A 58-year-old U.S. Navy veteran teared up as he entered his refurbished, one-bedroom apartment, overwhelmed that he finally had furniture. The most exciting thing about his new space: a loveseat and dinner table with chairs, so he no longer has to sit on the floor and eat.
“I have a couch to sit on, and I don’t have to lay on the floor to watch TV,” said Mark McKenna, who was discharged in 1986. “It’s nice to have something to sit on.”
The remodel of McKenna’s apartment was made possible by donations from Chicagoans to the nonprofit organization Humble Design. The project was completed in a week and unveiled Friday, as the organization fulfilled its mission to help families — a majority of them led by single mothers — and veterans emerging from homelessness.
McKenna is the 2,000th client Humble Design has helped nationwide.
Before Humble Design got involved, McKenna’s apartment was sparse, boxes of his life forgotten in the corners of his Lakeview apartment.
Now, McKenna says it feels like home, with the hand-crocheted sign his mother made for him displayed on his fridge and his cabinets filled with food from the Lakeview Food Pantry. In his bedroom, iconic Beatles posters hang on the wall above his headboard, a nod to his infatuation with the English rock band.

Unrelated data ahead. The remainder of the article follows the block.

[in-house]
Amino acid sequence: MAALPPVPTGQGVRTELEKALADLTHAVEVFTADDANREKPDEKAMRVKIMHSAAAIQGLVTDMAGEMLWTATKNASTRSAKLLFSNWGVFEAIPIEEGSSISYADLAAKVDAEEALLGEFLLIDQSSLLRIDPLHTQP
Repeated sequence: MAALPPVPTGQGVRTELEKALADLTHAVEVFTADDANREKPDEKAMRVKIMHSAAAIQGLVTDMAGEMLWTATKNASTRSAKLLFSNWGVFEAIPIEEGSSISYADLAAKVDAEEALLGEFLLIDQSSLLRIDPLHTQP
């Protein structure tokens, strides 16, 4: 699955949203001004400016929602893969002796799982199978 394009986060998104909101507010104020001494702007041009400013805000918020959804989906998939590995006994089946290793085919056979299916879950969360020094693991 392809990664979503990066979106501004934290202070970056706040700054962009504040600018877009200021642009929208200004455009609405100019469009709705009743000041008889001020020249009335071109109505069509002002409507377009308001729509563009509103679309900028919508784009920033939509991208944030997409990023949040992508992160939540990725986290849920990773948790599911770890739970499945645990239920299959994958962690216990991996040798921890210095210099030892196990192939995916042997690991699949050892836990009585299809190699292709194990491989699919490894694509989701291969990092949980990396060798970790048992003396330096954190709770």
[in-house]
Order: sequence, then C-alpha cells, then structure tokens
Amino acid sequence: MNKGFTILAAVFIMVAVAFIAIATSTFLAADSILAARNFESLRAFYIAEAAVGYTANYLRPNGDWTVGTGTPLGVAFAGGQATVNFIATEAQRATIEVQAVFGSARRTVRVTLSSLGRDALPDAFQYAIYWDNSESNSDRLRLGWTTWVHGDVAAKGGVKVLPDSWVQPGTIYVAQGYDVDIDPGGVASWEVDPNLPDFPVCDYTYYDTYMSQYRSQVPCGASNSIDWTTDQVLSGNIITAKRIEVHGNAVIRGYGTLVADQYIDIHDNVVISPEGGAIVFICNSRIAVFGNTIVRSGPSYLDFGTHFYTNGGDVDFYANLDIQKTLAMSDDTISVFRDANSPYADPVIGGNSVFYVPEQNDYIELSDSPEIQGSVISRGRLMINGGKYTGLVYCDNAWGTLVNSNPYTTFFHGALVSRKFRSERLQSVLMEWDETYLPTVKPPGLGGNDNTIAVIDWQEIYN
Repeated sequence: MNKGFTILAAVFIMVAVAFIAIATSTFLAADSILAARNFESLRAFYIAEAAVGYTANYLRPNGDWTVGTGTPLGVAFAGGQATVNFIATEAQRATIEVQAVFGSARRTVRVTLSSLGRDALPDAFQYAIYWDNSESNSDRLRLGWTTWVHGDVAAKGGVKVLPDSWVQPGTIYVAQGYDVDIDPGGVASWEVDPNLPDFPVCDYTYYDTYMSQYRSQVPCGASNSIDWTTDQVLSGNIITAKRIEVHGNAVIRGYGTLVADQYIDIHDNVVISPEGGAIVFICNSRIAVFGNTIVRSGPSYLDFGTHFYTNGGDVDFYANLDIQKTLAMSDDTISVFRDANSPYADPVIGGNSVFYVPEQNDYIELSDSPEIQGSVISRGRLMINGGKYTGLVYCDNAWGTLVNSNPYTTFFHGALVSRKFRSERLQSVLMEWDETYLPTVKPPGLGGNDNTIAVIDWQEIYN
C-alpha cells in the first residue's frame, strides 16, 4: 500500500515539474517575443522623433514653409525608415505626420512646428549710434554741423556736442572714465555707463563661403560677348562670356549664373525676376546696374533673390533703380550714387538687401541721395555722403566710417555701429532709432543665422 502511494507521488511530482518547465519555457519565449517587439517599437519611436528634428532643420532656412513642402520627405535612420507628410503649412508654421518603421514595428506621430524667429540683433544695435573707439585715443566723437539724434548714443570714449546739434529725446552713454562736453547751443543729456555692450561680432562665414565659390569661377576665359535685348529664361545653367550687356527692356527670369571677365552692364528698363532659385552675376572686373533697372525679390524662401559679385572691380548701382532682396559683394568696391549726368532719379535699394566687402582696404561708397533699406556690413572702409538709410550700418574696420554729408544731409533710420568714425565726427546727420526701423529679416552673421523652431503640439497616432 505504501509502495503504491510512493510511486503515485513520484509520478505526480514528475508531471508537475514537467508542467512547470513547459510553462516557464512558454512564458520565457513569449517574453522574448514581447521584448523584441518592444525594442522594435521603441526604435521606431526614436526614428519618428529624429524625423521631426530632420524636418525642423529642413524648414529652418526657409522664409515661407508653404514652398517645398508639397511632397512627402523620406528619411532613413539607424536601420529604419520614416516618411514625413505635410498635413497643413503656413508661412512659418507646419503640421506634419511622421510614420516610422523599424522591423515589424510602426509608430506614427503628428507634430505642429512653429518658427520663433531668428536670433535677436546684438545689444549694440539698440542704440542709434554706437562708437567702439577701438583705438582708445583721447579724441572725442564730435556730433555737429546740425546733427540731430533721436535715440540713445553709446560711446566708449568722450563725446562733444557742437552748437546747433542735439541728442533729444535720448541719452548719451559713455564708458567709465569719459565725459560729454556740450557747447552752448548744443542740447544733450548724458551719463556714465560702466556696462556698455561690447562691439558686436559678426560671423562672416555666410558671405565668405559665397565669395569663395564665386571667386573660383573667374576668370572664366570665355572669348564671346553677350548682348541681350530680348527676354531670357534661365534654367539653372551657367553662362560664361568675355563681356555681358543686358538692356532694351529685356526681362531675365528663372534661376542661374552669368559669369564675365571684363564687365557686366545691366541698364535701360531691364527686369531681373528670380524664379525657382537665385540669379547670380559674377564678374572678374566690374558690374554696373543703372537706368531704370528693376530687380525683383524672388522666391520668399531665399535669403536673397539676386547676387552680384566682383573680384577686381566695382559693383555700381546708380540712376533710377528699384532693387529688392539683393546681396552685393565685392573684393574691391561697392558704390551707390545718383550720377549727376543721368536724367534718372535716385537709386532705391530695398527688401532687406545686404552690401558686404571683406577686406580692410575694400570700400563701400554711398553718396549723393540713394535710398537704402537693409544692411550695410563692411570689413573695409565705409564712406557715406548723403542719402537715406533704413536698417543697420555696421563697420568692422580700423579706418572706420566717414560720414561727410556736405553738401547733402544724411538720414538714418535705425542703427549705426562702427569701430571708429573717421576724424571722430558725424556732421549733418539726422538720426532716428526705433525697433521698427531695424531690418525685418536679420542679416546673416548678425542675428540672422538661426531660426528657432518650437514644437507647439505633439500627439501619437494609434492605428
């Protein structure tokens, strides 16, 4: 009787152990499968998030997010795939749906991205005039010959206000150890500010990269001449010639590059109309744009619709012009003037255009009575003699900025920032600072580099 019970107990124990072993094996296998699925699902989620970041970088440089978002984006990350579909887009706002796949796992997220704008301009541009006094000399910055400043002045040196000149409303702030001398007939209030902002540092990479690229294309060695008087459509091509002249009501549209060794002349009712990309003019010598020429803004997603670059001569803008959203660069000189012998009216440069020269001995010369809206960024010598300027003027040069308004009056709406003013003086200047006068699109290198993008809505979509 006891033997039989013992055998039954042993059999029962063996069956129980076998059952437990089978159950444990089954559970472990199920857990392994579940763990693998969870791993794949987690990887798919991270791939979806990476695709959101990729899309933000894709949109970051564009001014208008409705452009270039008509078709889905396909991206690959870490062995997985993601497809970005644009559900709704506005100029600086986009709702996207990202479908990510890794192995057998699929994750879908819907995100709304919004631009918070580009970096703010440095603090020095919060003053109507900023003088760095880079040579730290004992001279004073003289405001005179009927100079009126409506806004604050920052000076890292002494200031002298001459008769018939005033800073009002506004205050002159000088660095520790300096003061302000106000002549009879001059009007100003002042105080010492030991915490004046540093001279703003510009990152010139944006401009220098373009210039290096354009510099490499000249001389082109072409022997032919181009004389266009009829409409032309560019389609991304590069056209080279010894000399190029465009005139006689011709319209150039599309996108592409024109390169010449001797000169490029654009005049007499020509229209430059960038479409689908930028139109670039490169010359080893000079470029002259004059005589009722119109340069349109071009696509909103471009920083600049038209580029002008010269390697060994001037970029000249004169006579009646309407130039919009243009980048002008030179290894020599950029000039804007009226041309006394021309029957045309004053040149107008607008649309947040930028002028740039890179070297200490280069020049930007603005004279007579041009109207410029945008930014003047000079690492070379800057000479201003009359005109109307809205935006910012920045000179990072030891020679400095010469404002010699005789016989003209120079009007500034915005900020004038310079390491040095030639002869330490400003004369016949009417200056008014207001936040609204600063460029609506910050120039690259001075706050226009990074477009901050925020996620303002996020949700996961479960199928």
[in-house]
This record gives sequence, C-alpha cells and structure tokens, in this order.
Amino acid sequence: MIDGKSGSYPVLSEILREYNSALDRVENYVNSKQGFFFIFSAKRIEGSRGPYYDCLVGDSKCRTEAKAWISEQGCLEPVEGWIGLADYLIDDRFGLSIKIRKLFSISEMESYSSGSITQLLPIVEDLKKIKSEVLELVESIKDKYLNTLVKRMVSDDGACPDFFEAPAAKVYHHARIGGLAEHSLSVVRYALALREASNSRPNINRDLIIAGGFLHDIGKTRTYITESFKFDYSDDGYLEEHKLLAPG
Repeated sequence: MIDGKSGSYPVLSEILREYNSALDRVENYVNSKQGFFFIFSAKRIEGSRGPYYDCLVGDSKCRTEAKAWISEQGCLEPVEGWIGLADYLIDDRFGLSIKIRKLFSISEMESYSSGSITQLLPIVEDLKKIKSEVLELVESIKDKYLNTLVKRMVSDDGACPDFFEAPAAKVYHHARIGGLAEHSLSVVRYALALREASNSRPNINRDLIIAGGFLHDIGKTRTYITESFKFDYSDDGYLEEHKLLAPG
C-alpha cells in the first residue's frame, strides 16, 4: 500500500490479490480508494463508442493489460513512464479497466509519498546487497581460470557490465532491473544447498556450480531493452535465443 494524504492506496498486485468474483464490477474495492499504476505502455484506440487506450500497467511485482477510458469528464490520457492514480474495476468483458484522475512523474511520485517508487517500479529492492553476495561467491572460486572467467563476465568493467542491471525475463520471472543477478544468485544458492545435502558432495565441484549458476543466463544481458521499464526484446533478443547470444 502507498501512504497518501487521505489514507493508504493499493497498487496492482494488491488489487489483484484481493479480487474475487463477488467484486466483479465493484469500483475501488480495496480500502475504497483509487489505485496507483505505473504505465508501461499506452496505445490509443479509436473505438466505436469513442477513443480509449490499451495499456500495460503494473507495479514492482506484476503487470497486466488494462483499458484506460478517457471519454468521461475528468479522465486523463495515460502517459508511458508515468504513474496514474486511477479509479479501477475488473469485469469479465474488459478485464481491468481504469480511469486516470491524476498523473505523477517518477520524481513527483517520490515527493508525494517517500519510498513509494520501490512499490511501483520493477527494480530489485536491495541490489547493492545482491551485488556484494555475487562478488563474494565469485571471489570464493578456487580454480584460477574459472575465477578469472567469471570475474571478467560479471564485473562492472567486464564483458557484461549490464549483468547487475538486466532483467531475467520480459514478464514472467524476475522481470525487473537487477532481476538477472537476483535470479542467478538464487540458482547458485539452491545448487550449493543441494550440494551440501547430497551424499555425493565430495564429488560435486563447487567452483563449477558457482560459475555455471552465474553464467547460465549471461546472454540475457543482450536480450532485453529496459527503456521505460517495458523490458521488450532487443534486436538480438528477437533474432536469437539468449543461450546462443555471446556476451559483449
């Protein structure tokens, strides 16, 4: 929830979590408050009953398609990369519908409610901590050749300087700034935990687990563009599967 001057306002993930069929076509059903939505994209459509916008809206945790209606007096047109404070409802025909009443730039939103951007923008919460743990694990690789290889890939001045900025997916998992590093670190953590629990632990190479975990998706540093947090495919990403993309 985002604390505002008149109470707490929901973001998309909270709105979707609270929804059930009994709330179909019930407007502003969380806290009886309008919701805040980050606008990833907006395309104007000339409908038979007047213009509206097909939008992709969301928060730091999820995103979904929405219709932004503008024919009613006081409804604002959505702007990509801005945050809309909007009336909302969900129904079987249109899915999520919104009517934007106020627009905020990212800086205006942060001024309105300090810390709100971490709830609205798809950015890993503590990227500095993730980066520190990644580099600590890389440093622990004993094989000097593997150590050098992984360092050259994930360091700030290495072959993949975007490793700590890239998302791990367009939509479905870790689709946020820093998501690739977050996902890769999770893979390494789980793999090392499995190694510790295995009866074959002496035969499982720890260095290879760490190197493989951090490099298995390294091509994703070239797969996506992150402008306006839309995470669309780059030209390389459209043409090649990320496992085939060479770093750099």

Perhaps most precious, though, is the carefully folded U.S. flag, which sits atop his new china cabinet to memorialize his old roommate, who was also a Navy veteran.
“It’s for my friend Arnold,” McKenna said. “He passed away in 2011 from cancer — melanoma. We were together for 17 years ... I miss him.”
The renovation project involved four volunteers on site and about 20 at a warehouse where donations are managed. Chicago Humble Design warehouse manager David Whitaker spearheaded much of the design and furnishing process, meeting with McKenna to ensure all his needs — and wants — were met to make his apartment feel like home.
“It’s peace because I was homeless, too,” said David Whitaker, in reference to his work with Humble Design. “We didn’t have any help back then. But being involved and seeing the end results, it’s moving.”
Humble Design helps clients in Chicago, Cleveland, Detroit, Seattle and San Diego. McKenna’s apartment is the 406th home to be furnished by the nonprofit since the Chicago chapter was founded in 2017, according to Chicago Humble Design director Julie Dickinson.
Dickinson’s father, Larry Schuerr is also a Navy veteran, so he was eager to volunteer his work as a contractor.
“A lot of these guys who get discharged have no family to go home to,” Schuerr said. “When I was in the service, I knew exactly what I was going to wear, I knew exactly what I was going to eat, and I knew exactly where I needed to be. But after you’re discharged, you have none of that structure. I wanted to give him some of that back.”
Some of that routine and normalcy will return for the first time in a while, as McKenna looked forward to preparing an Italian dinner — likely spaghetti or lasagna — for a friend. And he’ll eat at his dining room table, instead of on the floor.